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Melbourne Winter 2011 - Night 2

Does My Bomb Look Big In This?

After a long bath to ease my aching feet, I was hungry again! Luckily we had reservations at Maha Bar and Grill. It's part of The Press Club Group stable of restaurants, part-owned by Masterchef judge George Calombaris. You'll even find what I'm starting to describe as a hat-prerequisite, L'Occitane products in the bathrooms... I guess George knows what they look for... I was excited about this one, as I was keen to see what modern Middle Eastern cooking might be. My first thoughts inside the warm, luxurious space was that the service was excellent, however it comes at a price. Frankly I think $45 is too much for a main. There's work on the plates but I couldn't see that much more than I usually see on Sydney plates for the extra $12-$15 bucks they're charging.



The first dish I tried was the House Made Venison Basterma, Japanese Mayo, Fried Spiced Quail Egg with Eggplant ($24) which was a good solid, enjoyable dish.



I wasn't so sold on the Port Lincoln Octopus Stuffat with Pullet Egg, Roast Potato Foam, Aged Garlic and Onion Crispies ($28). Frankly the aged garlic smear tastes like Bovril, which dominates the whole dish. I couldn't find balance, the Middle East or why these ingredients had been teamed together, and it was the dish I was most excited by on the menu. It seemed like a bit of a wank in the end, because when push comes to shove no matter how trendy it looks, it's still got to taste good.



The first hint of magic came in the Duck Bastilla, Spiced Quince Jelly, Kaiser and Walnut Dressing ($30) which finally realised the modern Middle Eastern I'd been hoping to see. It's recognisably Middle Eastern cuisine taken up to fine dining, and all the more impressive because of it!



Perhaps because of my tiny camera, or maybe just because we didn't order a main, the chef sent out this Kirwee Wagyu Sirloin with Oxtail Dumpling, Chestnut and Mushroom Bastilla ($45). It won me over completely - not because it was free (that was a little awkward) but because it was perfect... balance, the way the pasta was cooked, the way the wagyu was charred on the outside yet rare inside... it's a great main and in the end I was glad the chef knew it and send it out despite me not ordering it. It shows he knows what he cooks well, and he cooks this dish very well indeed.



I also fell in love with our ordered serve of Ottoman Inspired Fried Eggplant with Chickpeas, Aleppo Pepper, Coriander and Fermented Black Bean ($9) - a wild side that shows the way that the Middle East intersects with their Asian neighbours. Despite the dishes that didn't win me over and the prices, I'd return to this one, because when you're cutting new ground, you deserve the opportunity to make mistakes, and I'd like to see more of modern Middle Eastern cuisine.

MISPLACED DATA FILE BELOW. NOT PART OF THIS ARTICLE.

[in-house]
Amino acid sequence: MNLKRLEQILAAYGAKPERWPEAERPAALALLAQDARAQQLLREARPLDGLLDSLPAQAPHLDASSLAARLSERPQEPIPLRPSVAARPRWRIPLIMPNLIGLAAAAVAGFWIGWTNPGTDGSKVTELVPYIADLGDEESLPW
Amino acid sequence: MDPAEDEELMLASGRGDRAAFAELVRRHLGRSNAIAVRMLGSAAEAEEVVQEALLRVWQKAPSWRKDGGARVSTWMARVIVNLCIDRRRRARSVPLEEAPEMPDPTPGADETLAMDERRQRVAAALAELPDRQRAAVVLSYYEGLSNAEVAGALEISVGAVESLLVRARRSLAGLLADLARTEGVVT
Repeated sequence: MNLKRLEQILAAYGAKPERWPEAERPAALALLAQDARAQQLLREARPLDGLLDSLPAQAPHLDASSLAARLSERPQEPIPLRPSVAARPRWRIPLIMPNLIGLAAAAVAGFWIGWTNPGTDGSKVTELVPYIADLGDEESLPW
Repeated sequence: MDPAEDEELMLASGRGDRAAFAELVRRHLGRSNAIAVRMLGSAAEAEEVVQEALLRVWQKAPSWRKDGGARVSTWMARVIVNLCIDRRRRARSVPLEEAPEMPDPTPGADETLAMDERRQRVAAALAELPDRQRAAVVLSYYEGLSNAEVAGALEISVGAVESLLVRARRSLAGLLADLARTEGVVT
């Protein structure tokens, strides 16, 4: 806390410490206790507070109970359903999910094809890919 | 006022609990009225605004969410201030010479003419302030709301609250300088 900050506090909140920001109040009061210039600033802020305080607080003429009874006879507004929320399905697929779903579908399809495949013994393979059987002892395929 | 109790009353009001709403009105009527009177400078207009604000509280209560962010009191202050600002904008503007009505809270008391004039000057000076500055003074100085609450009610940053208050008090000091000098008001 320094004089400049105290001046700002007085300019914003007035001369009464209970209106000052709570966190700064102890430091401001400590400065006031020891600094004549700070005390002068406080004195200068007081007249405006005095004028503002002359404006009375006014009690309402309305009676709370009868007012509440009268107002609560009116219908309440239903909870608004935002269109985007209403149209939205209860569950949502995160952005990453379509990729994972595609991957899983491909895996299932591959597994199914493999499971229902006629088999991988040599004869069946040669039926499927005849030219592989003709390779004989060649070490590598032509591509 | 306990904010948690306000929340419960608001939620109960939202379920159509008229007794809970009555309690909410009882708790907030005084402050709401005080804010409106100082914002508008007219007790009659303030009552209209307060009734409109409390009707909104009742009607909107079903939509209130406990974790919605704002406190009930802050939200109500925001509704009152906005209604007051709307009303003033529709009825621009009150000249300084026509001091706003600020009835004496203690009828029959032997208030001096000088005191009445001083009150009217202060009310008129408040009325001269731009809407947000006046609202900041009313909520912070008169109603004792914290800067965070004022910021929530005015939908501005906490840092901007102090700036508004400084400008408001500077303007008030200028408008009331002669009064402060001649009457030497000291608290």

Maha Bar & Grill

21 Bond Street, Melbourne
Ph: (03) 9629 5900

Maha Bar and Grill on Urbanspoon



Dining at Lord of the Fries was essential! After seeing it mentioned on Grab Your Fork over a year ago, I filed it away in my mind to recall if I ever found myself in Melbourne. Low and behold, I didn't forget it. Of course I was there for one thing...



Poutine! Here you order a Cone ($4.20) of great fries with a sauce they call French Canadian ($1.75).  While it's not totally authentic (they use grated cheese instead of fresh curds), fries with cheese and gravy is darn good anyway! Vegetarians will be pleased to note this is rennet-free cheese. I had to put the box down and walk away after a small sample... it's be way too easy to eat the whole thing!

Lord of the Fries

2-26 Elizabeth Street, Melbourne (Corner Flinders Street)
Ph: (1300) 667 552
Lord of the Fries on Urbanspoon



If you're the type that dives for a booth in a restaurant, go see something at Forum Theatre. It looks a bit crumbly from the outside, but inside it's quite amazing.


Wrap up your night with a sweet fix at either Walker's Doughnuts, home of the pithy slogan, or the neighbouring Spanish Doughnuts.



Too full to try both, I settled for Spanish, and laughed to see them bastardise churros every which way. You can have them any way you like, so long as it's sugary enough to put you in a diabetic coma and a little on the chewy, oily side. Sadly the hot ones had finished at this late hour, but never mind, I was drunk and easily pleased with a sticky pineapple churros (yes, it's oh-so-wrong).

Spanish Doughnuts
9 Elizabeth Street, Melbourne
Ph: (03) 9654 5577

Spanish Doughnuts on Urbanspoon

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